Rauner backs Chicago mayor recall proposal
Gov. Bruce Rauner said Monday that he'd sign legislation allowing for the recall of the Chicago mayor, though he stressed that he doesn't think it would immediately apply to Mayor Rahm Emanuel.
The recall proposal came from Chicago Democratic state Rep. LaShawn Ford in the wake of criticism Emanuel has received over the police shooting of Laquan McDonald. At an unrelated event in Oak Brook Monday, Rauner said he has not studied the bill, but, based on what he knows about it, he would be in favor.
"I'm broadly supportive of the recall concept, in general, for all elected officials in the state," he said. A broader bill "would be the best bill to pass."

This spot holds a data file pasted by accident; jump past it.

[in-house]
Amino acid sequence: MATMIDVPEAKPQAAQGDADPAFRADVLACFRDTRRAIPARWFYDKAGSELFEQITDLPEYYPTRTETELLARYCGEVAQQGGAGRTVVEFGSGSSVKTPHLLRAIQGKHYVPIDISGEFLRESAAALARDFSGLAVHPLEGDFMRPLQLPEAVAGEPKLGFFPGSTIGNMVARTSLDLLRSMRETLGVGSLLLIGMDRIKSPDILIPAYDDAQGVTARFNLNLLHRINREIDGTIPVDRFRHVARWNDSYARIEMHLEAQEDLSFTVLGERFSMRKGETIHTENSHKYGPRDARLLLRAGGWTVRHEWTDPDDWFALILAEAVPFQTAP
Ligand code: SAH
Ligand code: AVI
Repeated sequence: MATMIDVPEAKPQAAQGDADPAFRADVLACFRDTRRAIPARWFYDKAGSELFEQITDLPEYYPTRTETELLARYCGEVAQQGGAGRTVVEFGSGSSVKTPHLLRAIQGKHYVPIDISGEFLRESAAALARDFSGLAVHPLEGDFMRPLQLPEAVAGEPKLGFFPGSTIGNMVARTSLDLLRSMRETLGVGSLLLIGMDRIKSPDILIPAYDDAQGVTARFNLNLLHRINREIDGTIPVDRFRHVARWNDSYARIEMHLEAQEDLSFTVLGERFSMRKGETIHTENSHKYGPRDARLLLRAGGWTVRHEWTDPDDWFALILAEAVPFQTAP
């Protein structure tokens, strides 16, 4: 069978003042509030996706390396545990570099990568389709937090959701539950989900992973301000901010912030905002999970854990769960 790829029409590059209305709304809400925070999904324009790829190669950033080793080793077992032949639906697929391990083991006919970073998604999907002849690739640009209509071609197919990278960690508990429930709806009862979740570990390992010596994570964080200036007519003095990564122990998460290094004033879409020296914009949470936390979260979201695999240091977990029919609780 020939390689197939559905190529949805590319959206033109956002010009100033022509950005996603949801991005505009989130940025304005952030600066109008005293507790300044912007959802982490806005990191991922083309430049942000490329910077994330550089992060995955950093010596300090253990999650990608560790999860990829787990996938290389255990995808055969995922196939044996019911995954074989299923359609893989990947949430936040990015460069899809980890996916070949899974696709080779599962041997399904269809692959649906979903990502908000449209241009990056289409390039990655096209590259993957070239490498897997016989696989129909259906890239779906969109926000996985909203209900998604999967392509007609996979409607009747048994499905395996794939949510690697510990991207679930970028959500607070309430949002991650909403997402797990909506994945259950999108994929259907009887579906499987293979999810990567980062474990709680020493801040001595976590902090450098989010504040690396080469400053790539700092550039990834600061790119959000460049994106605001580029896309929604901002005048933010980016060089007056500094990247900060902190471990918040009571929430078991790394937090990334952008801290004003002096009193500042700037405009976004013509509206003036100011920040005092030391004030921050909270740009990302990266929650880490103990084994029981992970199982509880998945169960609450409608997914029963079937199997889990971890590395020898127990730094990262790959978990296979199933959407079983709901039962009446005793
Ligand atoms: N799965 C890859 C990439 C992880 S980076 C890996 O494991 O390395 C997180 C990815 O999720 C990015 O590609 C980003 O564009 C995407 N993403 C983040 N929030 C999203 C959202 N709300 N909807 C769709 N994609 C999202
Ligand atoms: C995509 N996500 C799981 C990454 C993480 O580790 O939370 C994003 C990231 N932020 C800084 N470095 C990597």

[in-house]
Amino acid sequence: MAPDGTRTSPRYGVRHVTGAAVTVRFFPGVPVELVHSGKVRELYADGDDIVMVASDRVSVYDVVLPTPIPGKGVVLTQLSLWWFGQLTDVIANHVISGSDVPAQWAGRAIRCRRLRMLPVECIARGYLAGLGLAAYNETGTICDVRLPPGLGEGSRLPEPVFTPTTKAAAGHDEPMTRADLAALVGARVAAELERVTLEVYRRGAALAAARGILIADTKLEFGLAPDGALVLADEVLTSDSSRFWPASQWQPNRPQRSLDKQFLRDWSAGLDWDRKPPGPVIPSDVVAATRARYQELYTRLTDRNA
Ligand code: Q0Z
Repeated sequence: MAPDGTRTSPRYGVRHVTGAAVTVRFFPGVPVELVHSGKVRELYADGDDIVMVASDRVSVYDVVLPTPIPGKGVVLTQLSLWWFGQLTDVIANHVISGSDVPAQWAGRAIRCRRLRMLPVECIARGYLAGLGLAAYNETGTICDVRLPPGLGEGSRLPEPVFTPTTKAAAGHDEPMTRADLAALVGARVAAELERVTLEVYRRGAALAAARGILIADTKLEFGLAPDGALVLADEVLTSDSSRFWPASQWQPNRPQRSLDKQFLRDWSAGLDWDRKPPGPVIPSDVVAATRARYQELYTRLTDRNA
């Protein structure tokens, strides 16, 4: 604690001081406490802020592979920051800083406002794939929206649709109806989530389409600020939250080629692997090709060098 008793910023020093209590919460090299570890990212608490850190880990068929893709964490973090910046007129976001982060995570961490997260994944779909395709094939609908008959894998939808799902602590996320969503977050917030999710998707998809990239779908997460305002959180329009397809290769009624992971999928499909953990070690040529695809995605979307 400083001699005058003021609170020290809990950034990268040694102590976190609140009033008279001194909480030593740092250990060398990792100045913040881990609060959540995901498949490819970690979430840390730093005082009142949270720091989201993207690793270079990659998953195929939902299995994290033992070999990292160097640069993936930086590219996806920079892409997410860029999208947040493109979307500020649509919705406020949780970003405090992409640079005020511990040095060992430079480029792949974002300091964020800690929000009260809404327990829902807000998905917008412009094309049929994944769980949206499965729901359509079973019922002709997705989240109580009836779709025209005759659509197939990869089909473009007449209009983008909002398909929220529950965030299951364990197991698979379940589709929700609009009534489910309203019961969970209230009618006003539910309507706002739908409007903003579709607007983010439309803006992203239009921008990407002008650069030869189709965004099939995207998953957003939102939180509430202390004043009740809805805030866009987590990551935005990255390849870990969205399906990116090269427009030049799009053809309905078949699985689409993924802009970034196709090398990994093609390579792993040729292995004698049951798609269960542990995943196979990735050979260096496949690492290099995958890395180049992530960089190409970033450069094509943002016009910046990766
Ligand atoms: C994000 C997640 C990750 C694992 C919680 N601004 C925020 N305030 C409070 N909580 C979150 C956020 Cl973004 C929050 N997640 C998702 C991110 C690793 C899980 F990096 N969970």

Illinois law provides for the recall of governors by voters, but Ford's proposal would add the mayor's post in the case that two aldermen and 88,000 city voters signed a petition.
"I also think it's important for us to understand what our attorneys have told me," Rauner said. "If a recall bill passed, it could not, or would not, apply to sitting elected officials. It could only apply to folks elected in the future. That's what I've been told."
David Melton, executive director of the Illinois Campaign for Political Reform, told The Associated Press that legislation directed at a sitting official could cause legal problems for an effort to recall Emanuel.